Letters to the Editor
To the Editor:
Use our tax dollars wisely
In 2018 MAPS had a school referendum for $2.5 million. I hoped they would use that money wisely. Now, without public input or a survey, the administration and school board, except Ashbeck, according to the minutes, decided to close Jefferson School. The plan is to send grades K-2 to Kate Goodrich, 3rd and 4th to Washington, and send grade 5 to PRMS.
We know smaller schools are better, where children can walk to school and play on playgrounds. With COVID-19 running rampant in our community, they want to bus 177 students across town to spread the virus faster? How will that work?
Last year the district hired two more administrators: an assistant principal at Kate Goodrich and at the High School. But enrollment is decreasing. MAPS employs too many administrators plus most administrators have secretaries.
I heard they are planning to renovate Jefferson School for administration and NAC students. This will cost even more. Moving the students around will likely require more remodeling.
MAPS spent around $200,000 for the lawsuit at Maple Grove.
Please leave three elementary schools with students in K-5 in each building. Cut the administrative staff. Move administrators into the vacant rooms at PRMS or the Senior High or put some in each building. They can interact with students and even help if there is a shortage of teachers. Move the NCA students to PRMS.
Please contact your school board and administration before it is too late.
– Carol Krause
To the Editor:
The day after the horrendous events at the Capitol in Washington on January 6, which all of us will remember, the Foto News printed an article about the new executive director of Wisconsin Gun Owners, Inc. According to the article, it is an organization which “opposes all gun control,” even “reasonable restrictions” often supported by Republicans, including mental health background checks.
Last week, walking on Main Street, I saw in a window of a private residence a sign saying “We don’t call 911, we use . . .” and then there was a picture of a pistol. I felt chilled. Who are we as a people of this land?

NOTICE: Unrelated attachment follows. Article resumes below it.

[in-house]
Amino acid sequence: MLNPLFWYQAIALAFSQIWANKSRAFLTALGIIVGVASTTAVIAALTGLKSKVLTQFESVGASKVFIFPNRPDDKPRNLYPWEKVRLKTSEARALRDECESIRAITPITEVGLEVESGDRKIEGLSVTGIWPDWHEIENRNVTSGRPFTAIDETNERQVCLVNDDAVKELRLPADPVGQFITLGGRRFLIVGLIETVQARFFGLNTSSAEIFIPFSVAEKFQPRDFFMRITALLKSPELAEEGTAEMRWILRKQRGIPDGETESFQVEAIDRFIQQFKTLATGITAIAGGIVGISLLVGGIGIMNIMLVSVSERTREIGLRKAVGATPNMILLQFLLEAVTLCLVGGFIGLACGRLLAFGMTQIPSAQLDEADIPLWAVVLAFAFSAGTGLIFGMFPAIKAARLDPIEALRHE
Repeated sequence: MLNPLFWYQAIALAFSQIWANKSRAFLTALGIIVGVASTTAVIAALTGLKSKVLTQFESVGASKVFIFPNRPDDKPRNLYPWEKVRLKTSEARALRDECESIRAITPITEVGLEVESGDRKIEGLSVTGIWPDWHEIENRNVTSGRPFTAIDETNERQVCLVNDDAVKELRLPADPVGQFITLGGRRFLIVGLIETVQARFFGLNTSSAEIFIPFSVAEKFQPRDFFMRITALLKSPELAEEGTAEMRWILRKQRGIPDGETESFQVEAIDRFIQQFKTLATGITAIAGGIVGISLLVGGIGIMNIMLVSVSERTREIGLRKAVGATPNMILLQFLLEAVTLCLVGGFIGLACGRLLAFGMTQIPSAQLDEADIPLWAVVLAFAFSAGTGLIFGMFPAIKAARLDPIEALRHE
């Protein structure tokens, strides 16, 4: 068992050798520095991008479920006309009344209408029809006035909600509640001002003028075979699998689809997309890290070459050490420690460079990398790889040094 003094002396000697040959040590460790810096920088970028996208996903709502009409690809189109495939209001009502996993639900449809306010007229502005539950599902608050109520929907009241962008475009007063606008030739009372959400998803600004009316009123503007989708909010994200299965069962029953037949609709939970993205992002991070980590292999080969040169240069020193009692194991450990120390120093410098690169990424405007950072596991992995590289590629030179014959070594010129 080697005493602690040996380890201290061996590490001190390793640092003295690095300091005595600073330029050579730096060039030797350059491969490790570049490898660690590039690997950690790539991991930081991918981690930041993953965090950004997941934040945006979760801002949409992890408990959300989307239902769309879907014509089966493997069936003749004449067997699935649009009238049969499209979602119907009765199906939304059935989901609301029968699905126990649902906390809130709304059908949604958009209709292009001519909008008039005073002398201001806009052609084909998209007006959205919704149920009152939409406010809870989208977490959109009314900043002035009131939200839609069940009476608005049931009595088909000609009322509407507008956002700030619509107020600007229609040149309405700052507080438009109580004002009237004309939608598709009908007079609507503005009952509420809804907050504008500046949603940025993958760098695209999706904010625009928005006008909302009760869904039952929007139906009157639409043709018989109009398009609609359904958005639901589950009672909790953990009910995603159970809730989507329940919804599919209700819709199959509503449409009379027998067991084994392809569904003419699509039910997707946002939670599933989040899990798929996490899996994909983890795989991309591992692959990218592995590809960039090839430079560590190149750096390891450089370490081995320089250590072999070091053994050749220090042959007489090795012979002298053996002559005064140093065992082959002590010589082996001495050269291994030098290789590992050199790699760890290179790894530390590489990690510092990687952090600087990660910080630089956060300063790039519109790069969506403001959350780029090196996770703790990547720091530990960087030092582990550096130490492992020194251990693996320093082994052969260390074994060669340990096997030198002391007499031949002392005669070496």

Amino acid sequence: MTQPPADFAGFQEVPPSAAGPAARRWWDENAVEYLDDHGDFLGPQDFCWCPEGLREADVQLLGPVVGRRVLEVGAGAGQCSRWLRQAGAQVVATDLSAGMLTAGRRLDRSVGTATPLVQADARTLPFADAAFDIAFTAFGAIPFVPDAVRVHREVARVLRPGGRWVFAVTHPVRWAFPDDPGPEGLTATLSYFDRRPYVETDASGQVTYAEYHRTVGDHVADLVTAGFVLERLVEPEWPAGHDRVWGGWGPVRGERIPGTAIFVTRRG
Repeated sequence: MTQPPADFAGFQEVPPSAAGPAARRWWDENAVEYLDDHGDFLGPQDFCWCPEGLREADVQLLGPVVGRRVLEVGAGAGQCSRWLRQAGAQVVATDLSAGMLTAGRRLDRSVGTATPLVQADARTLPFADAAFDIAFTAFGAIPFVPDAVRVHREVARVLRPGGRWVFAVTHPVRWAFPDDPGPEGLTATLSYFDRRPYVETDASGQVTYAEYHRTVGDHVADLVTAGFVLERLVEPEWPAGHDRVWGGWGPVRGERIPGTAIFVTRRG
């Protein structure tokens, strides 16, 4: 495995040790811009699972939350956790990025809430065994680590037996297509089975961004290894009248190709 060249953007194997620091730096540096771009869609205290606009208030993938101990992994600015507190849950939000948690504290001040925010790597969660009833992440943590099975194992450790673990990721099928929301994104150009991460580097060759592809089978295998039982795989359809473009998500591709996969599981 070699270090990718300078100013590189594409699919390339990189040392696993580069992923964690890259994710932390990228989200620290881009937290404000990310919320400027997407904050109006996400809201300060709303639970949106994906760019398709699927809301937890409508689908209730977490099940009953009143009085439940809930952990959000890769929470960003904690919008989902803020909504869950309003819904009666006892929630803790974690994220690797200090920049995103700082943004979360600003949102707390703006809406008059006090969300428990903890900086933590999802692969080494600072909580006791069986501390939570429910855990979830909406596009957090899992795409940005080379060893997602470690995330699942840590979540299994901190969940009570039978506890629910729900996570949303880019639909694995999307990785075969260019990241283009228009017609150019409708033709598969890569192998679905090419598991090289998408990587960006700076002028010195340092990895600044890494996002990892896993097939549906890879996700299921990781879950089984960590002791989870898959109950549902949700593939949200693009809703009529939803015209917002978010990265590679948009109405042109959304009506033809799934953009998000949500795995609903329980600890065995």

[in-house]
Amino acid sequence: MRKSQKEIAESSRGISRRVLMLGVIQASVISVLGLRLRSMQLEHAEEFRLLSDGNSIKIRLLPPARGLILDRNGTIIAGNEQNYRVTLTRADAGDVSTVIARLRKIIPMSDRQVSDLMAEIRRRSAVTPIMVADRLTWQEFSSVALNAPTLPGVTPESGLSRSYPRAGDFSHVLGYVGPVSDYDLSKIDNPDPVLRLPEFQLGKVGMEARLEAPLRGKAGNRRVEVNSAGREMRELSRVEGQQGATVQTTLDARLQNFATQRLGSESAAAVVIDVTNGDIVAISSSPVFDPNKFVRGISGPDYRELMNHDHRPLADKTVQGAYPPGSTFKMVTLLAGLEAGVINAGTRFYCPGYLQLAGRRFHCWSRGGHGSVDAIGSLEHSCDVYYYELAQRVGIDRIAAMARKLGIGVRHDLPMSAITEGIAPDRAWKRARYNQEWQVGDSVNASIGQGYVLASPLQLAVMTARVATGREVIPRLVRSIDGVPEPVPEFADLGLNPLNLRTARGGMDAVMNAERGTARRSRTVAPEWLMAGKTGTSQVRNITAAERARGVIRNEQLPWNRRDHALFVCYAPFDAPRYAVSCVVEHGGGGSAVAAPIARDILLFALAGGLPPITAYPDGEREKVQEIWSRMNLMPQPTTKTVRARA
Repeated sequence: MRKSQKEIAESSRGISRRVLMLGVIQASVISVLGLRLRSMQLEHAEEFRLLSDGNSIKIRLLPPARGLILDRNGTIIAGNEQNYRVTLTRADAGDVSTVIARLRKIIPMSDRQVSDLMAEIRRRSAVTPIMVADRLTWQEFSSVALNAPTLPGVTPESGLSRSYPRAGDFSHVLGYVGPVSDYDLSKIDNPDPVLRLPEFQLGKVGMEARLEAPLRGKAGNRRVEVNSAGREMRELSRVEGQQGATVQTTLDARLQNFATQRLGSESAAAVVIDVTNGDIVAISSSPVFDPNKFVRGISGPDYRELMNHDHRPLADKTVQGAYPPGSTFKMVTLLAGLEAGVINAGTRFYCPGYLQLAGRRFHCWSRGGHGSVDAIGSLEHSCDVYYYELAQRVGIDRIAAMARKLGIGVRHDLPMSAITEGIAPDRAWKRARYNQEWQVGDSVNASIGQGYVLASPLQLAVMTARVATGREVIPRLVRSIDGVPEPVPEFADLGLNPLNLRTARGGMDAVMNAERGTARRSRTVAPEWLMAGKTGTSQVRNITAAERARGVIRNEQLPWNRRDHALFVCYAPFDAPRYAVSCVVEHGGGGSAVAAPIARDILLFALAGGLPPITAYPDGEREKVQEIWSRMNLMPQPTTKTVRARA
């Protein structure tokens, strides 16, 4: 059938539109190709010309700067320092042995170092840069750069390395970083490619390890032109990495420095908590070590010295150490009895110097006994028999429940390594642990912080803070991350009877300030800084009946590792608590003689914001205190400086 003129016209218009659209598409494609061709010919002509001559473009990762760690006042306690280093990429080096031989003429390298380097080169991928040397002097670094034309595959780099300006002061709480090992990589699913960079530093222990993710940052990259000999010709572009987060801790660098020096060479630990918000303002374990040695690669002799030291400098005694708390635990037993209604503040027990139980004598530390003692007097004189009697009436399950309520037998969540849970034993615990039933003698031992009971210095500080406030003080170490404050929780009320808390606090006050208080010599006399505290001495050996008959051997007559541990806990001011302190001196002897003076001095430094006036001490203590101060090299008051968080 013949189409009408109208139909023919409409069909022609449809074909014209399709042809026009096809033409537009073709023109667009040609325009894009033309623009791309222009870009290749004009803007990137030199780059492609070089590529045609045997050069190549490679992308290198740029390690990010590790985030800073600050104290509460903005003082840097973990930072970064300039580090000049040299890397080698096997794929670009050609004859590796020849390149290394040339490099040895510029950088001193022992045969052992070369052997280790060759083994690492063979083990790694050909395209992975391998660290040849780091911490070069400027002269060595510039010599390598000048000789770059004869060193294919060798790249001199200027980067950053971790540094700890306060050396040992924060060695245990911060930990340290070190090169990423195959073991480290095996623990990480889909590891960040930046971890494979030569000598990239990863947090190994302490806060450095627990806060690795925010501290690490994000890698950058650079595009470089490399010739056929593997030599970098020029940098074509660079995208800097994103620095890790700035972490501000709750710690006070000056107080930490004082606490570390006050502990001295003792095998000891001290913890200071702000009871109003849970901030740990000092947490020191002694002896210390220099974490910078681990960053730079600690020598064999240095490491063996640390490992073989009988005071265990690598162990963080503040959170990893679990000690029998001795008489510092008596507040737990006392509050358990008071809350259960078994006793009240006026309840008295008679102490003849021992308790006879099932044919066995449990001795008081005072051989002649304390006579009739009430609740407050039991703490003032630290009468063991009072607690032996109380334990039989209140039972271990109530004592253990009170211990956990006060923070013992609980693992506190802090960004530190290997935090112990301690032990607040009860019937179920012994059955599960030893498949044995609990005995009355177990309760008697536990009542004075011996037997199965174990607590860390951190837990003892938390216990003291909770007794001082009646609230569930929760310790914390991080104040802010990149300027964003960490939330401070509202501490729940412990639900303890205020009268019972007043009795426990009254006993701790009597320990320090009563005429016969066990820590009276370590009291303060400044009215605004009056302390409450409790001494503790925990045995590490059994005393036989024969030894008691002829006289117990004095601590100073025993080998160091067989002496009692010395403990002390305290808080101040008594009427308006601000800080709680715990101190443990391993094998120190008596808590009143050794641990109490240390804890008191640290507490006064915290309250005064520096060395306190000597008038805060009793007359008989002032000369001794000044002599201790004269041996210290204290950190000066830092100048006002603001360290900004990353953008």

January 18 is Martin Luther King, Jr. Day. Was it just a convenient holiday? What would he say to us today? Do we take to heart what he preached and taught?
– Susanna Juon-Gilk
To the Editor:
The headlines around the world after the violence at our capitol last week are reflecting a tarnishing of our trusted democracy, a weakening of an established ideal we so often take for granted.
Trump’s fabricated conspiracy theories thoughout this election including dismantling the voting boxes, threatening governors to “miscalculate” their vote tallies, suing states- only where he is losing- for voter fraud that was discredited by numerous courts at great cost and tedious tasks during a pandemic, encouraging The Proud Boys to “stand by” for further notice during the debates, and then rallying mobs of protesters outside the white house to execute the vice-president and to march in strength to take back a so-called stolen election. Even the republican representatives who applauded the voter fraud conspiracy have fanned the flames of distrust in our democracy which has resulted in destruction, death, and disrespect to a very legal election. Meanwhile the focus on the problems of our country are ignored- the distribution of the vaccine, the failing businesses, the unemployment, the family get-togethers, climate, and hackers.
When a super bowl takes place, do the losers take havoc on the referees, the winning town and its occupants? No, they shake hands like sports people do to protect the integrity of the game.
Its going to take a great deal of optimism, respect, trust, and humanity to overcome this tragic era. Our country is a beacon to the world. Let’s hope we can work together to make that image a role model to be admired.
– Rita Wiechman